The Clay-colored Sparrow breeds in shrub communities of the northern Great Plains and Prairie Provinces of Canada. Clay-colored Sparrow nests are frequently parasitized by Brown-headed Cowbirds. Cowbird eggs can either be accepted or rejected, but if they are accepted, only cowbirds are known to be raised.
Clay-colored Sparrow territories are small, and when feeding young, adults will forage outside of their territories. Chipping and Song Sparrows are usually confronted by territorial male Clay-colored Sparrows.
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Description of the Clay-colored Sparrow
The Clay-colored Sparrow has streaked, brownish upperparts, a plain gray nape, a bold white supercilium and median crown stripe bordered by dark stripes, plain, buffy-white underparts, and indistinct wing bars.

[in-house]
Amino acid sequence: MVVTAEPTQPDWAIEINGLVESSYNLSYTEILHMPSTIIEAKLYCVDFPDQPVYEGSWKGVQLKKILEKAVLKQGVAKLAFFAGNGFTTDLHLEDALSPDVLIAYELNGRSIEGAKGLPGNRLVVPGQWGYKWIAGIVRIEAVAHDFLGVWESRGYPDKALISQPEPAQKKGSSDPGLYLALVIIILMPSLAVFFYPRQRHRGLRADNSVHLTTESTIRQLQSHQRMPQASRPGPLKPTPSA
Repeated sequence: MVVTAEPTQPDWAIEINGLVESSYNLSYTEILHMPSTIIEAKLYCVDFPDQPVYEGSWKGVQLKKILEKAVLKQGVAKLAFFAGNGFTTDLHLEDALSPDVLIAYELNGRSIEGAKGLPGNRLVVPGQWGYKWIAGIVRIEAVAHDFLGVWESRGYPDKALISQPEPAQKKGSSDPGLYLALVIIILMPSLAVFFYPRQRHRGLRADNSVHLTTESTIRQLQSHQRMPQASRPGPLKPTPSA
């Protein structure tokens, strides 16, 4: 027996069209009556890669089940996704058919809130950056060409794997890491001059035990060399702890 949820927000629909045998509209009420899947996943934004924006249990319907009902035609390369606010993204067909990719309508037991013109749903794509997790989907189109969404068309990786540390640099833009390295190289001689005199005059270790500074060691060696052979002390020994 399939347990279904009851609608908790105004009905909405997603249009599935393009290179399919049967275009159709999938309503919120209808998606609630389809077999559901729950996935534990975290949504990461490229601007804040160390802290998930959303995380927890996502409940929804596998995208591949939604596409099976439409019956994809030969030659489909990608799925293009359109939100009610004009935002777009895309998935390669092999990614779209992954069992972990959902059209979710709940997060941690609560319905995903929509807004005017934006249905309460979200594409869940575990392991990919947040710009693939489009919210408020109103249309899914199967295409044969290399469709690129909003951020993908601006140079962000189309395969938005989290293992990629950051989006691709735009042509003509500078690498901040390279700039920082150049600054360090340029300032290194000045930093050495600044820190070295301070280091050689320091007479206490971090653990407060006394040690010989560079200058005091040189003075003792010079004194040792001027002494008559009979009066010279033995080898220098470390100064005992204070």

Seasonal change in appearance
Fall and winter birds are slightly buffier below.
Juveniles have streaked underparts.
Clay-colored Sparrows inhabit brushy areas and woodland edges.
Clay-colored Sparrows eat insects and seeds.
Clay-colored Sparrows forage on the ground or low in vegetation.
Clay-colored Sparrows breed across much of central Canada and the north-central U.S. They winter in Mexico. During migration, they can be seen across a large section of the central U.S. The population appears to be stable.
Clay-colored Sparrows are often seen in flocks during migration, sometimes with other sparrow species.
Adult Clay-colored Sparrows often forage outside of their territories during the nesting season.
The song consists of a short series of buzzes. A short “wit” call is also given.
The Brewer’s Sparrow has a streaked nape and plainer head pattern.
The Clay-colored Sparrow’s nest is a cup of grasses, weeds, and twigs and is lined with finer materials. It is placed on the ground or in a low shrub.
Number: Usually lay 3-5 eggs.
Color: Pale bluish-green with darker markings.
Incubation and fledging:
The young hatch at about 10-14 days, and fledge at about 7-9 days, though remaining dependent on the adults for some time.